Criminal Defense Lawyer Wants Police Officers to Prove They Can Smell Marijuana in Car

During a drug investigation after a traffic stop in Jacksonville, Florida, it is not uncommon for a police officer to allege that he/she smells an odor or marijuana which is used as a basis for a search of a person and/or a vehicle. Or, what a Jacksonville police officer may do is briefly detain the suspect for a relatively short period of time while the officer calls for a drug dog. The police drug dog, or K9, has likely been trained to walk around the vehicle or the area where drugs are suspected to be present, detect the odor of marijuana (and/or other drugs like cocaine, heroine, crystal meth, etc.) and give certain signals to the K9 officer when the K9 believes the odor of drugs is present. The K9 officer is also trained to decipher a positive signal from the K9. At that point, the officer will likely proceed with a search of the area, or seek a search warrant, based on the alleged probable cause provided by the drug dog.

A criminal lawyer in a recent drug possession case is asking two police officers who arrested his client if they can detect the smell of marijuana in a car in a random test, according to an article on Apparently, the two police officers stopped the defendant, who was driving with a tag light out, and claimed to have smelled an odor of marijuana coming from the vehicle. A subsequent search of the vehicle revealed 10 pounds of marijuana in trash bags in the trunk. The criminal defense lawyer is asking the two police officers to display their ability to smell marijuana by detecting marijuana in a random vehicle in the local courthouse parking lot.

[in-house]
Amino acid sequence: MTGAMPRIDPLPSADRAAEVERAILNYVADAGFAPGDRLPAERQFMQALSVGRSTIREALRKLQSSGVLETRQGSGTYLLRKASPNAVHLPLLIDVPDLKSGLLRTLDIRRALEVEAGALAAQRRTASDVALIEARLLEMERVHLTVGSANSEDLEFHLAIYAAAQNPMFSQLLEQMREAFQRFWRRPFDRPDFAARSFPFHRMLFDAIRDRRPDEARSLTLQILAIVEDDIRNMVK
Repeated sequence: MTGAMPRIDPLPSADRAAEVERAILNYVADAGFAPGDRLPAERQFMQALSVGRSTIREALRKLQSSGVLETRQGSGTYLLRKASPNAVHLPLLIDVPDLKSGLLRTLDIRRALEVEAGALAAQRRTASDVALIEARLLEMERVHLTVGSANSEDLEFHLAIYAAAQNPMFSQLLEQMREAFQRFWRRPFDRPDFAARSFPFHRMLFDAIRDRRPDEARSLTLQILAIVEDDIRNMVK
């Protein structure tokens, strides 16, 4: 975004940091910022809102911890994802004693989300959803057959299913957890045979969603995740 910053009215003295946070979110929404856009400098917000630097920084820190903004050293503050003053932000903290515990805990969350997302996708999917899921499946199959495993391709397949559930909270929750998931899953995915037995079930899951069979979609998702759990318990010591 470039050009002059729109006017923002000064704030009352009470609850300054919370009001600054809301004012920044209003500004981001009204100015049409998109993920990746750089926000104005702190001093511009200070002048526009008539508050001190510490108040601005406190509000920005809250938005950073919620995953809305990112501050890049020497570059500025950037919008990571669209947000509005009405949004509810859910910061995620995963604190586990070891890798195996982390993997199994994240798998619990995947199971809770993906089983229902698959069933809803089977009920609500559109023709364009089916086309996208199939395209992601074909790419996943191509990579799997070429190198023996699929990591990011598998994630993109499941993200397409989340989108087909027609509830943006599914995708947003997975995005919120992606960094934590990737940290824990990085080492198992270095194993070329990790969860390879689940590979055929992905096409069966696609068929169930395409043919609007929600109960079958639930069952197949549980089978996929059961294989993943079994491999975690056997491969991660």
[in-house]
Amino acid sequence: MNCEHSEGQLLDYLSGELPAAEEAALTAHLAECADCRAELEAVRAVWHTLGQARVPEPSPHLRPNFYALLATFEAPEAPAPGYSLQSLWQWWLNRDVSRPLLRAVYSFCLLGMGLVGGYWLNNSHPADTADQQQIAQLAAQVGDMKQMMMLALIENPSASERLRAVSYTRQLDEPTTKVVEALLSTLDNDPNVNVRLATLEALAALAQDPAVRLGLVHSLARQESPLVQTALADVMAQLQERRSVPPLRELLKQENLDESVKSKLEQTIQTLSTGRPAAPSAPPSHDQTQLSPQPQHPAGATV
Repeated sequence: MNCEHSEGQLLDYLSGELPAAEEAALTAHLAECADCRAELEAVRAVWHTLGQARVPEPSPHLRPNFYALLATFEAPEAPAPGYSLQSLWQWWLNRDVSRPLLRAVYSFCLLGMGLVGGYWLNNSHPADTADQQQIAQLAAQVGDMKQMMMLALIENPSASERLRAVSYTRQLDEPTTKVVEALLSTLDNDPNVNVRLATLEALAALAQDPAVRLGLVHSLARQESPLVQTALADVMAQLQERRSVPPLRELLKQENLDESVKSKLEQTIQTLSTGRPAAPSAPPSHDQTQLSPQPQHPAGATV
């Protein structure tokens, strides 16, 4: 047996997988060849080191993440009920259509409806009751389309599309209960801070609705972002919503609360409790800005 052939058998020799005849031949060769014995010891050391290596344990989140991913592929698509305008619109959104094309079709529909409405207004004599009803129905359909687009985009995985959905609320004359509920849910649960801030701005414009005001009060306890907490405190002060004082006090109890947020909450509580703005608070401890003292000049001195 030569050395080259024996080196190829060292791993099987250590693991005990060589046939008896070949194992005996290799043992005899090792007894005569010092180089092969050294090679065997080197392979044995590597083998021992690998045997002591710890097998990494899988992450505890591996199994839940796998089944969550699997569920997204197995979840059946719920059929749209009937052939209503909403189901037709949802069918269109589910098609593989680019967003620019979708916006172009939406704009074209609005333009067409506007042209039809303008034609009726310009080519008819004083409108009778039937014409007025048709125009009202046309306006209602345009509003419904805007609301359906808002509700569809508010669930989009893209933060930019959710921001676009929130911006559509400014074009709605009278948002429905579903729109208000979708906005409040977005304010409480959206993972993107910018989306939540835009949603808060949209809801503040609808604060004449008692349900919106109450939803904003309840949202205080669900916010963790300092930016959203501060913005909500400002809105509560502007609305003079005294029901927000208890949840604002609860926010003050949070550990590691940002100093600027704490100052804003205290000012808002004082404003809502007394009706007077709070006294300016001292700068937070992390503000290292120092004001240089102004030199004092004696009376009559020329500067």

From a criminal procedure standpoint in drug cases, this is a fairly unique request, but this random drug smelling test will likely never happen. The police officers are not required to verify their ability to smell marijuana in this manner. Likewise, drug dogs, who have a much higher sense of smell than humans, are not required to prove their smelling ability in post-arrest random tests of the criminal defense lawyer’s choosing, although they are required to prove their drug odor detection ability in order to become properly trained and certified drug dogs. However, the criminal defense lawyer can and should cross-examine the arresting police officers at trial to determine the officers’ qualifications and abilities in detecting marijuana and also whether there was a Constitutionally sufficient basis to stop the defendant and search his vehicle.

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